The benefits of living in Switzerland aren’t just about taxes.
Long known as a favorable tax environment, the picturesque country’s other draws—namely its strong education system, high safety ratings and superior quality of life—are now increasingly considered of equal importance for wealthy international home buyers, according to a report Tuesday from Knight Frank, a global real estate consultancy.
“Where its favorable tax environment was once the main draw for wealthy overseas investors, in the last five years we have seen Switzerland start to appeal far more as a safe haven for personal and economic security,” said Alexander Koch de Gooreynd, a Knight Frank partner, in a statement. “Tax still matters, but there are now factors of equal importance involved in buyers’ decisions.”
Purchasing real estate in Switzerland as a foreigner comes with a variety of restrictions, with different treatment for residents and non-residents—and whether the home purchase is for vacation or permanent relocation.
According to Knight Frank, wealthy international buyers continue to see the purchase of real estate in the country as a safe investment, especially in the midst of Brexit negotiations in the U.K. and changing political climates in other parts of Europe, the U.S. and elsewhere.
“This is a country whose property market on the whole, resists great rises and falls, but which provides a stable environment for people to safeguard their assets,” Mr. Koch de Gooreynd wrotes in the report.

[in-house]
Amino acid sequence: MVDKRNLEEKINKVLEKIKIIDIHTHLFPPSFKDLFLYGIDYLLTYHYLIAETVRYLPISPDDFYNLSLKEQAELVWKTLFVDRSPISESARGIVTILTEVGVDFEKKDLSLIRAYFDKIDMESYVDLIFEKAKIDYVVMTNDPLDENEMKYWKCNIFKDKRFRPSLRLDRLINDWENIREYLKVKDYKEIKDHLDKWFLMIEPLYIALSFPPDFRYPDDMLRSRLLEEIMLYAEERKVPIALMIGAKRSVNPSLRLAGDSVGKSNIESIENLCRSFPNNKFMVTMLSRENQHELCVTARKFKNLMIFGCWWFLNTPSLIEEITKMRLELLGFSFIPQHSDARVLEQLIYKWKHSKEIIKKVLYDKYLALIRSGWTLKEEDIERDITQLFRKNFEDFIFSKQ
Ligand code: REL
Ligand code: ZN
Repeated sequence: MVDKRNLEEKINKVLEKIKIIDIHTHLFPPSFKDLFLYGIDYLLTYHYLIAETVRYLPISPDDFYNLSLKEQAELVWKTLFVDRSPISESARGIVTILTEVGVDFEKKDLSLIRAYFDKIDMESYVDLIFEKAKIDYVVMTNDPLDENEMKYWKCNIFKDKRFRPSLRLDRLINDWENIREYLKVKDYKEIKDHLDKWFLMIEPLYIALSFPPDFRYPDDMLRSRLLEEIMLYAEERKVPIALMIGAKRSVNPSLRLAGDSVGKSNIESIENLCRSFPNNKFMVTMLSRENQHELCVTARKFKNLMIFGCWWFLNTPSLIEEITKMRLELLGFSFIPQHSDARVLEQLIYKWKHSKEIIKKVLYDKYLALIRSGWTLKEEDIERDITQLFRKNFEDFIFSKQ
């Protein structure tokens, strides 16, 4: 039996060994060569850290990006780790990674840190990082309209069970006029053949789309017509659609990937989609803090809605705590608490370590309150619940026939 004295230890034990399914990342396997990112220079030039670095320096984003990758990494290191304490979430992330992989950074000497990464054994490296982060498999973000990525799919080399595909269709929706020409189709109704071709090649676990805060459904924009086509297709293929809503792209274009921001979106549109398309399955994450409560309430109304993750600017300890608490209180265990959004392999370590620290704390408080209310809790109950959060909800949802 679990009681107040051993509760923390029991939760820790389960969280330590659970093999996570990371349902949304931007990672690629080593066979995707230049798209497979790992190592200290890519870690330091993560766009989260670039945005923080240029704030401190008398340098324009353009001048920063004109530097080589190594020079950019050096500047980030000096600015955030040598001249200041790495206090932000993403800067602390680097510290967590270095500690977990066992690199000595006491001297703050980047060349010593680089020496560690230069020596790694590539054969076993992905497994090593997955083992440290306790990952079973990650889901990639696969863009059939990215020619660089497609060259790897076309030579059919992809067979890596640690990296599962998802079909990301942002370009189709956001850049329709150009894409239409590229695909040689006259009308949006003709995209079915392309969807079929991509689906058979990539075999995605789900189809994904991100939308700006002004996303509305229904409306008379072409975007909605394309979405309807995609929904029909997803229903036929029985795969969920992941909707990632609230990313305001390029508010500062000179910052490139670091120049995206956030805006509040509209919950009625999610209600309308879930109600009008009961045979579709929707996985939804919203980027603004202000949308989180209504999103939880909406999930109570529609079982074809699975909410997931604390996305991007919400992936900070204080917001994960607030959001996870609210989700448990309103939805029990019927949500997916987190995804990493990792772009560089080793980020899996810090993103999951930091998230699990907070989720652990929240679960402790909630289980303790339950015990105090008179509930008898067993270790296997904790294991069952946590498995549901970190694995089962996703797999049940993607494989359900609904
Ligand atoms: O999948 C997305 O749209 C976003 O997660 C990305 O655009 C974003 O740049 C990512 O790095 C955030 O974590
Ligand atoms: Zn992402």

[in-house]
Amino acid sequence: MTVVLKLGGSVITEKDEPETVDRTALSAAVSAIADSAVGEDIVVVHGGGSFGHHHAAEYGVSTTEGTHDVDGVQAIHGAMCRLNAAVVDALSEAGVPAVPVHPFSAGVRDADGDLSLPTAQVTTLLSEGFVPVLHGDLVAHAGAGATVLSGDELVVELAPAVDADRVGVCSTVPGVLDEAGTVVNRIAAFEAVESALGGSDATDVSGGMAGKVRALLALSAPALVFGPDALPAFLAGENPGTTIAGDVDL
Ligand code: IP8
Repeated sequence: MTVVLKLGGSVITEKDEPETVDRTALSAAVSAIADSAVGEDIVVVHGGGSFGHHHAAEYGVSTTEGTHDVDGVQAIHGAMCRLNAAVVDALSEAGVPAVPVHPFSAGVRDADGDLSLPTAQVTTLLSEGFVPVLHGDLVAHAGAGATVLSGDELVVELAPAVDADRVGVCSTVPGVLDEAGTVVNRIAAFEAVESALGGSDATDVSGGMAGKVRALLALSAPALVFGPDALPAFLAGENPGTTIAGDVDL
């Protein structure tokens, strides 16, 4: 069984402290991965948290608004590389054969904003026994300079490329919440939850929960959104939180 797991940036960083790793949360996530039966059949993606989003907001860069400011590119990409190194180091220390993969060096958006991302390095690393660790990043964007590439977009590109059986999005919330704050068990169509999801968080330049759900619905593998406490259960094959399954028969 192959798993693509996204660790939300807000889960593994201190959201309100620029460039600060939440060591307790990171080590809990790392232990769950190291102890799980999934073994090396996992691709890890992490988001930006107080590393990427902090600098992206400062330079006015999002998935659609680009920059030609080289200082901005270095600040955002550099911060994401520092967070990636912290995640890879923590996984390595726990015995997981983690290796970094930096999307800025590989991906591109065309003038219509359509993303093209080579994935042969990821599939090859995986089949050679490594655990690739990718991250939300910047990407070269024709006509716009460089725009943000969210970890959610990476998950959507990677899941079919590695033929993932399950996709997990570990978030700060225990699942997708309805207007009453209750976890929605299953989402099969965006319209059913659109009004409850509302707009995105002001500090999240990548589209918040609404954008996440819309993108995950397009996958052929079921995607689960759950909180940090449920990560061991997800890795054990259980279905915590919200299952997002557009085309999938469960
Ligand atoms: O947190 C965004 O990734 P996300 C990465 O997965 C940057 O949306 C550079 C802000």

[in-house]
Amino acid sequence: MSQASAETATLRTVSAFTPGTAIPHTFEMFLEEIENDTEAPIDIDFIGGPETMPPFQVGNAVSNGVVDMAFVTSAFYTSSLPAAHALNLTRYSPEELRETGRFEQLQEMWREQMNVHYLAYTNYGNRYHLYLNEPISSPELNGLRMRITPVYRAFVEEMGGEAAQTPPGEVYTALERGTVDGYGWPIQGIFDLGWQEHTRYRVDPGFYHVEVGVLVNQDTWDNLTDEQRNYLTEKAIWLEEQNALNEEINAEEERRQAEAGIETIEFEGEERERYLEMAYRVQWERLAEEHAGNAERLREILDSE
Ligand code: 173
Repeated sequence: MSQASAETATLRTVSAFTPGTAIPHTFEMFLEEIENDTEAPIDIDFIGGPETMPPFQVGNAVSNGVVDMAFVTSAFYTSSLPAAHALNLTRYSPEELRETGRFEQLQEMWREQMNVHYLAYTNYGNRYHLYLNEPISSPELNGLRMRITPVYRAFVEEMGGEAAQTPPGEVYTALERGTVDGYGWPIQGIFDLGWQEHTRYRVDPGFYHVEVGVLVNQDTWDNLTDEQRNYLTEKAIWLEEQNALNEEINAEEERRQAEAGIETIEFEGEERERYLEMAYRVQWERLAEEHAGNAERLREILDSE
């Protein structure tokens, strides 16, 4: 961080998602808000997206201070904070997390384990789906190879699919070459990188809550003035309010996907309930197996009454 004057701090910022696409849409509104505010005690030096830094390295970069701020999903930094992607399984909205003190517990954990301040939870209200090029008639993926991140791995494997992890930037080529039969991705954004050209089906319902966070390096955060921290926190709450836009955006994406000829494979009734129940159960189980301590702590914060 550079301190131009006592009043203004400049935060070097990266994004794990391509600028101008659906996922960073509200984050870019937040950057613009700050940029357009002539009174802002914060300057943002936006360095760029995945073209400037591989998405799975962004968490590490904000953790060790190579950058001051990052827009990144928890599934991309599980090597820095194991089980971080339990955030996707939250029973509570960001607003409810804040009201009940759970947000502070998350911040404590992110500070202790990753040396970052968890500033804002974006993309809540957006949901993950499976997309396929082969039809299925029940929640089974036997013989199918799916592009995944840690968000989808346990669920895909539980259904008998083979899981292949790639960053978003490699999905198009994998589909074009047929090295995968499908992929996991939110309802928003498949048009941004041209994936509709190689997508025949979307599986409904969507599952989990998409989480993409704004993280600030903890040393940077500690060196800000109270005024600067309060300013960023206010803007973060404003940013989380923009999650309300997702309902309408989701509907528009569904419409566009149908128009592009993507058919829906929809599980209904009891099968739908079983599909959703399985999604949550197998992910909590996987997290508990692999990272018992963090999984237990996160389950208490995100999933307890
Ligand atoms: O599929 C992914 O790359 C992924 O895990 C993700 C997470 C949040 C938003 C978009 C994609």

There’s waterfront and then there’s WATERFRONT.
— Mansion Global (@MansionGlobal) May 12, 2017
While the country has recently amended its banking rules, for increased transparency, residents of Switzerland may continue to see their banking investments largely kept private.
But according to the report, low taxes and privacy in banking are no longer the only driving factors for wealthy international buyers looking at relocating to Switzerland.
Buyers considered ultra-high-net-worth individuals—with a net worth of $30 million or more—surveyed by Knight Frank deemed lifestyle and personal security as the most important factors when deciding on where to live.
And Switzerland, according to a study by global human resources consulting firm Mercer cited in the report, is ranked one of the safest countries in the world. Three of its cities—Zurich, Geneva and Basel—also made Mercer’s top-10 rankings for highest quality of life across the globe in 2017. The country’s education system, which has some of the highest number of international students, is also considered a strength for buyers, according to the report.
Buying in Switzerland, which uses the Swiss franc, not euros, is still seen as a stable move for portfolio diversification. “Some investors see exposure to the Franc as a means of spreading risk,” the report says.
The high-end permanent resident market in Geneva has been particularly strong, the report says, with homes in the CHF 4 million to CHF 20 million [US$41 million to US$21 million] increasing 17% from 2015 to 2016, with a total of 96 sales.
Mr. Koch de Gooreynd predicted that the country, long a relocation destination for Germans, Italians and the French, may see a greater influx from Britain.
Follow Mansion Global:Facebook | Twitter | Instagram | LinkedIn | Messenger
Write to us: firstname.lastname@example.org